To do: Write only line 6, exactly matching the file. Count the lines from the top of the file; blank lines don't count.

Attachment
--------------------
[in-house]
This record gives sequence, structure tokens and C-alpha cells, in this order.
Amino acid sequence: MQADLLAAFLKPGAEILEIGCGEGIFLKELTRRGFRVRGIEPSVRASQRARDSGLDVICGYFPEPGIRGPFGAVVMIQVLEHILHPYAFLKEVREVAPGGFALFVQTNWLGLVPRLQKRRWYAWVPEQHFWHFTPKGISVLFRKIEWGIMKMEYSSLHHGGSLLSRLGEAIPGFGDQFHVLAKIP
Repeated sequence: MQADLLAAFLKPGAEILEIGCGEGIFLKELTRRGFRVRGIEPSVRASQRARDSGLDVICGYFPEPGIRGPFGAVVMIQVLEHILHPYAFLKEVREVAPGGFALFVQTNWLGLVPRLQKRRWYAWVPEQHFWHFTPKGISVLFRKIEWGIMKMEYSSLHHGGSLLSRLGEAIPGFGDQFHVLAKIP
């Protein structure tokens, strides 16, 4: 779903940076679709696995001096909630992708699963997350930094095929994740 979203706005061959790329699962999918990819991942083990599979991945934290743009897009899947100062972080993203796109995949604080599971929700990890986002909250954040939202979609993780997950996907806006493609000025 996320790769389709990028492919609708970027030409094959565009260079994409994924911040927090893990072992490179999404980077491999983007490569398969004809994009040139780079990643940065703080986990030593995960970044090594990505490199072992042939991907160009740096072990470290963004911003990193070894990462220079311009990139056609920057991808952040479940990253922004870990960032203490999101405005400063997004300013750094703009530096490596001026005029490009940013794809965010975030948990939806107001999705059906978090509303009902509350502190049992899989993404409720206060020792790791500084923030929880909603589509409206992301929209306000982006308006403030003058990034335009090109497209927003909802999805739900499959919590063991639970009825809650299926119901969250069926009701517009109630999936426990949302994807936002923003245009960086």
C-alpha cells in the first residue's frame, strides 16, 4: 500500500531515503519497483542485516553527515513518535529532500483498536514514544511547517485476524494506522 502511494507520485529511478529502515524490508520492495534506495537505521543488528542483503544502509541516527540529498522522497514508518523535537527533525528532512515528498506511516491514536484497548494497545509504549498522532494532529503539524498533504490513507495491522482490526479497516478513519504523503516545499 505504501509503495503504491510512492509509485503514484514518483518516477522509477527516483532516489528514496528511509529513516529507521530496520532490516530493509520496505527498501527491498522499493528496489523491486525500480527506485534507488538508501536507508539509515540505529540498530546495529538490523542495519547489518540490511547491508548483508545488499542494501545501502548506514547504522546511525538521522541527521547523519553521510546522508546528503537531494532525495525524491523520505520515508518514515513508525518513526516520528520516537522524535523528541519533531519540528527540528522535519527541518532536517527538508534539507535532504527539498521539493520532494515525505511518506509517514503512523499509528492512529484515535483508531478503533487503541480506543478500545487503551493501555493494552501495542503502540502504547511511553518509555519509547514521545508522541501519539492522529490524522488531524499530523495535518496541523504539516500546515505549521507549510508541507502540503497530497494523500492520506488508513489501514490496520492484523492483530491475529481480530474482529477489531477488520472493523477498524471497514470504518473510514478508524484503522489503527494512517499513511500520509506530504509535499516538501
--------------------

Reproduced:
C-alpha cells in the first residue's frame, strides 16, 4: 500500500531515503519497483542485516553527515513518535529532500483498536514514544511547517485476524494506522 502511494507520485529511478529502515524490508520492495534506495537505521543488528542483503544502509541516527540529498522522497514508518523535537527533525528532512515528498506511516491514536484497548494497545509504549498522532494532529503539524498533504490513507495491522482490526479497516478513519504523503516545499 505504501509503495503504491510512492509509485503514484514518483518516477522509477527516483532516489528514496528511509529513516529507521530496520532490516530493509520496505527498501527491498522499493528496489523491486525500480527506485534507488538508501536507508539509515540505529540498530546495529538490523542495519547489518540490511547491508548483508545488499542494501545501502548506514547504522546511525538521522541527521547523519553521510546522508546528503537531494532525495525524491523520505520515508518514515513508525518513526516520528520516537522524535523528541519533531519540528527540528522535519527541518532536517527538508534539507535532504527539498521539493520532494515525505511518506509517514503512523499509528492512529484515535483508531478503533487503541480506543478500545487503551493501555493494552501495542503502540502504547511511553518509555519509547514521545508522541501519539492522529490524522488531524499530523495535518496541523504539516500546515505549521507549510508541507502540503497530497494523500492520506488508513489501514490496520492484523492483530491475529481480530474482529477489531477488520472493523477498524471497514470504518473510514478508524484503522489503527494512517499513511500520509506530504509535499516538501